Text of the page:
Gorges Artwork

Chinese artists address a hydroelectric dam's meaning

Lost worlds: detail from Liu Xiaodong’s Hotbed.

Lost worlds: detail from Liu Xiaodong’s Hotbed. Courtesy Nasher Museum of Art

The Three Gorges Dam, a massive hydroelectric project on China's Yangtze River, caused widespread population displacement and altered a large amount of the landscape. The work of four contemporary Chinese artists—Liu Xiaodong, Yun-fei Ji, Zhuang Hui, and Chen Qiulin—done in response to the project makes up "Displacement: The Three Gorges Dam & Contemporary Chinese Art," an upcoming exhibition at the Nasher Museum of Art.

The works that will be on view represent four major branches of contemporary Chinese art: ink painting, realist oil painting, conceptual photography, and performance and new-media art.

Since its inception in 1994, the Three Gorges Dam project has employed more than 40,000 people, while at the same time forcing more than a million people to relocate. The dam is supposed to eliminate the catastrophic floods that occur periodically along the Yangtze and to provide a source of hydroelectricity to up to a tenth of China's population. The land submerged by the dammed river served not only as the residence of a significant number of Chinese, but it also held more than 9,000 archaeological sites—8,000 of which were never explored.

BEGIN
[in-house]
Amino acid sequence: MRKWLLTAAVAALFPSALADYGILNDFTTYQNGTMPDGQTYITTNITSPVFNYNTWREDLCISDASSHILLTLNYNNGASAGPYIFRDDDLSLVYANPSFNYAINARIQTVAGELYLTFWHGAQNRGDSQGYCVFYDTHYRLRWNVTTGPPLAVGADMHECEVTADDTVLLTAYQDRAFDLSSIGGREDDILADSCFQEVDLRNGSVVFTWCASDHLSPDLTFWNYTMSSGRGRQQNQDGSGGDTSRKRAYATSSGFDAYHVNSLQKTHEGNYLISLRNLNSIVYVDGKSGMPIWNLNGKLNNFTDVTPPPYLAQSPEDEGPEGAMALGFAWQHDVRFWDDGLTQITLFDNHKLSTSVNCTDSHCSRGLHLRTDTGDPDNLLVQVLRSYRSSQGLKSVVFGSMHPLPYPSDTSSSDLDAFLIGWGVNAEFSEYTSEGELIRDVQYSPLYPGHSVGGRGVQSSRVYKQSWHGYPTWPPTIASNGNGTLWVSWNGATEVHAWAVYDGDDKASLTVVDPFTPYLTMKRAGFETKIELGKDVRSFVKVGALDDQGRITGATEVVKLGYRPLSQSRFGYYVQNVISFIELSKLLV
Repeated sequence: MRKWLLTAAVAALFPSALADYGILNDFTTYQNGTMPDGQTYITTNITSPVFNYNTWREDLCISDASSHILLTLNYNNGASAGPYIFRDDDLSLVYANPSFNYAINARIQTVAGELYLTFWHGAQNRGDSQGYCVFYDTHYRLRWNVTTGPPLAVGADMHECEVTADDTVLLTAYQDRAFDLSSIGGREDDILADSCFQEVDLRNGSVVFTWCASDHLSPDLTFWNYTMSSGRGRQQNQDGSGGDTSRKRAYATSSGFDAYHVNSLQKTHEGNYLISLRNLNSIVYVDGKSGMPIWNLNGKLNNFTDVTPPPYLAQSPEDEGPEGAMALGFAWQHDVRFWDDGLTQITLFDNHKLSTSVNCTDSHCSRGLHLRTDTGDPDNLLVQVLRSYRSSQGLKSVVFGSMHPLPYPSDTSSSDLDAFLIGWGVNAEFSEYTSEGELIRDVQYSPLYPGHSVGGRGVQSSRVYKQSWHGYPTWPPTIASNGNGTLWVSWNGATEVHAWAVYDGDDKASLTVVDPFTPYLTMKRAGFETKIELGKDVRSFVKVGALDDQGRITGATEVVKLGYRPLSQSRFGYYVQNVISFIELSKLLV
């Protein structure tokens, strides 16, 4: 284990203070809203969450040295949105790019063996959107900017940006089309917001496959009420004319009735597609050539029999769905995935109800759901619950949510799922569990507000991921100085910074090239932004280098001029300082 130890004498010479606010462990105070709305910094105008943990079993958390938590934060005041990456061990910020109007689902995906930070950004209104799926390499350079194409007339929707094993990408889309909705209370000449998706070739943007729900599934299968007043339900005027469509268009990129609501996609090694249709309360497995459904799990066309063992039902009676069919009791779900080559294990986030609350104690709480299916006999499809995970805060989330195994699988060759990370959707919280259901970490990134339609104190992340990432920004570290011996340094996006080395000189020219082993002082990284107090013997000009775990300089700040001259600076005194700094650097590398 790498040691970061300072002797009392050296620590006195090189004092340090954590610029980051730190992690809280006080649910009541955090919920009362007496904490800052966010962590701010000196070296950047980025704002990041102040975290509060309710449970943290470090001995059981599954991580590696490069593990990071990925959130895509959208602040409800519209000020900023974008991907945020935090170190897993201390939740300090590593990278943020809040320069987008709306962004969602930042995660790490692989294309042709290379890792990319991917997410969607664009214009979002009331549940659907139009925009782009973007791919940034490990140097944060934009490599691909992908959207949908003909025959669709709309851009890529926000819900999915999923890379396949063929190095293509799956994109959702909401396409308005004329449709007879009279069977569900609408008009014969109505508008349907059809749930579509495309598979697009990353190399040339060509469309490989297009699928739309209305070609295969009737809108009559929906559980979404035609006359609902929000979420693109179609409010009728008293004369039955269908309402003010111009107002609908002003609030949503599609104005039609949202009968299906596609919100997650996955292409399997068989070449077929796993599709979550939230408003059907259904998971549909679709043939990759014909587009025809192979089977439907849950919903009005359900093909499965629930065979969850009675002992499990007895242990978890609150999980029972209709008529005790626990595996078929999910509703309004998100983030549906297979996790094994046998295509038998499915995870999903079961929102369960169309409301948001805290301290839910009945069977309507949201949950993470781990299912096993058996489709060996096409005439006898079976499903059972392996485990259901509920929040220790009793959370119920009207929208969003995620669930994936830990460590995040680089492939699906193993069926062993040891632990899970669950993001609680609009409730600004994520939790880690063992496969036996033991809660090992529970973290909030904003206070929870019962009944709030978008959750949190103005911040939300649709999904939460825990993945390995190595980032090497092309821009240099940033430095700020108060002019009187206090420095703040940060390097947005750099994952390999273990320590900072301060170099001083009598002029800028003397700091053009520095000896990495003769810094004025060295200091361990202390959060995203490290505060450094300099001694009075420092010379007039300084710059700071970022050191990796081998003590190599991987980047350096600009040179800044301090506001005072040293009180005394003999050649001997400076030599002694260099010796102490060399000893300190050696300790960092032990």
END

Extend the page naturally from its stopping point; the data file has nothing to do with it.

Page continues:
The exhibition, which runs from March, 25 to July 25, is organized by the Smart Museum of Art at the University of Chicago, where it made its debut; Wu Hung, director of the Center for the Art of East Asia at Chicago, is curator.

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